Many moms who cannot take off work for a sick child have family nearby and/or friends who can help. Others arrange a pool of working mom friends with different schedules who take turns watching each other's mildly ill child.

And many, as we know, have no choice and resort to giving their sick children Tylenol and sending them to school, where they infect everyone else.

And all the vaccinations in the world aren't going to fix that.
post #14 of 34
I've mentioned this elsewhere, but I see what is essentially a male-dominated pediatric and governmental establishment talking down to a primarily female-dominated body of medical decision-makers. The former people feel their sworn duty to educate and enlighten all of these Mommies who clearly get their misinformation from a Playboy Bunny, The View and (cue ominous music), THE INTERNET. yikes2.gif

We're not informed or skeptical parents, we're just "frightened" and "scared" and need "reassurance." (Buzzwords I see in various "news" stories about vaccines). Considering how everything is structured--with medicine still being male-dominated in at least its culture, and with mothers usually being the ones to investigate medical decisions and take children to the doctor--we have a set-up that facilitates the classic sexist interactions.
post #15 of 34

There are plenty of women (mom's or otherwise) who are pro-vaccine and even women who are medical doctors. So I think you're over interpreting this as a battle of the sexes....

post #16 of 34

When my husband goes to the well-child check-ups and says, "we're not vaccinating today," he never gets a single word of opposition or even an eyeroll from the doctors and nurses.

 

Whereas I got absolute HELL from the nurses.

 

For a while, I had to bring DH with me to appointments.  Now that the pediatrician has decided--on his own--that he doesn't want to "see any more severe vaccine reactions on his watch" (his words), it's not so much a problem any more, though the nurses still do their eyeroll at me.

 

But there was an obvious difference between how the nurses treated me ("misinformed, panicky, needing reassurance, oh, here we go again, I don't have time for this hysterical mommy"), and how they treated my husband ("intelligent, well-educated, did the research, worthy of respect").

post #17 of 34
Quote:
Originally Posted by Marnica View Post

could very well be. I wish someone would do a survey/study about this taking into consideration daycare/activities ect. I realize that would be quite hard to control for potential "exposure" - but interesting nontheless. I myself think that genetics, how a child was born (Csection vs vaginal birth) nutritional status/diet etc have a great deal of impact on how often a child gets sick. 

 

I'd like to see something on that one.  I've never heard it before.

 

 

Quote:
Originally Posted by Marnica View Post

I think it's an interesting point that people that vaccinate fully on schedule do not consider that they are committing their children to potentially suffer from an adverse reaction that requires they need greater care and would result in them being out from their job and potentially losing their job as a vaccine injured child can may require extensive care. 

 

I also want my kids to avoid being sick which is why I do quite a lot to safeguard their immune systems and keep them functioning optimally.

 

I know that it's anecdotal, but its is often said by parents of unvaxed children that they rarely get sick (with non VPD's) and miss school. In fact their fully vaxed counterparts (and often vaxed siblings) are sicker and miss more school in their casual observations and discussions with friends.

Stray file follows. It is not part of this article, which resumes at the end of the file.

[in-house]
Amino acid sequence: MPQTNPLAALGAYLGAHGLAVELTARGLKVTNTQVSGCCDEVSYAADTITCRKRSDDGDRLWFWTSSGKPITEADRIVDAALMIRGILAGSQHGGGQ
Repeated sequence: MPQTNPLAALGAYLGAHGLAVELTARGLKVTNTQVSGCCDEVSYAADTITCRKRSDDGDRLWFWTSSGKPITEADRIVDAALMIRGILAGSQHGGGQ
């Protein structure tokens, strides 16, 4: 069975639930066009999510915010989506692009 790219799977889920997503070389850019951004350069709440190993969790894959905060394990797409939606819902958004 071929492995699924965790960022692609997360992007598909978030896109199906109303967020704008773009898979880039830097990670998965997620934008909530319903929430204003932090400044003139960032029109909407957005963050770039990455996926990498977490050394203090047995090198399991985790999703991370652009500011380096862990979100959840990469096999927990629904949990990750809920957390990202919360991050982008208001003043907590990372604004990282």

Conversely my vaxed kids have never had anything beyond a normal cold
 

post #18 of 34
Quote:
Originally Posted by Imakcerka View Post

 

I'd like to see something on that one.  I've never heard it before.

 

 

 

Conversely my vaxed kids have never had anything beyond a normal cold
 

I think that the moms who delay/withhold vaccines are more likely to be the moms who breastfeed, and are also more likely to feed a healthy diet.  

 

On the other hand, I'd like to see some research comparing autoimmune disorders in vaxed and unvaxed populations.  Yes, there are many things that can set of autoimmune disease--but if vaccination is not only one of them, but one of the strongest factors, that could have an awful lot of ramifications...

post #19 of 34
Quote:
Originally Posted by prosciencemum View Post

There are plenty of women (mom's or otherwise) who are pro-vaccine and even women who are medical doctors. So I think you're over interpreting this as a battle of the sexes....

Medicine is male-dominated, though. There could be more female peds than male, and I'd still argue that it's male-dominated because men hold the higher-up positions and historically (even currently) wield the influence. Keep in mind that the increase of women in medicine is an historically recent phenomenon. In my generation, our mothers were taught to obey their (male) doctors on all things medical and parenting.

And don't even start me on obstetrics and its longstanding patriarchal tradition of doing things to women's supine and helpless bodies and "delivering" babies while witch-hunting the those naughty, dissenting "lay" midwives, (as is the climate in the U.S). But I digress. Sort of.

Sure, women choose to vaccinate their kids fully. Most, in fact. But I'd argue that the treatment of those who question a given vaccine schedule has some sexist undertones.

Wanna have some real fun? Google the terms "Jenny McCarthy" and "bimbo." Jim Carrey stood on the vaccine platform with her. I haven't heard anyone call him a bimbo.
post #20 of 34
Quote:
Originally Posted by Turquesa View Post



Wanna have some real fun? Google the terms "Jenny McCarthy" and "bimbo." Jim Carrey stood on the vaccine platform with her. I haven't heard anyone call him a bimbo.

I loved Jim Carrey's statement,"WE (the vaccine critics) are not the problem!  The PROBLEM (vaccine reactions) is the problem!"

http://www.ageofautism.com/2009/12/age-of-autism-award-jim-carrey-quote-of-the-year.html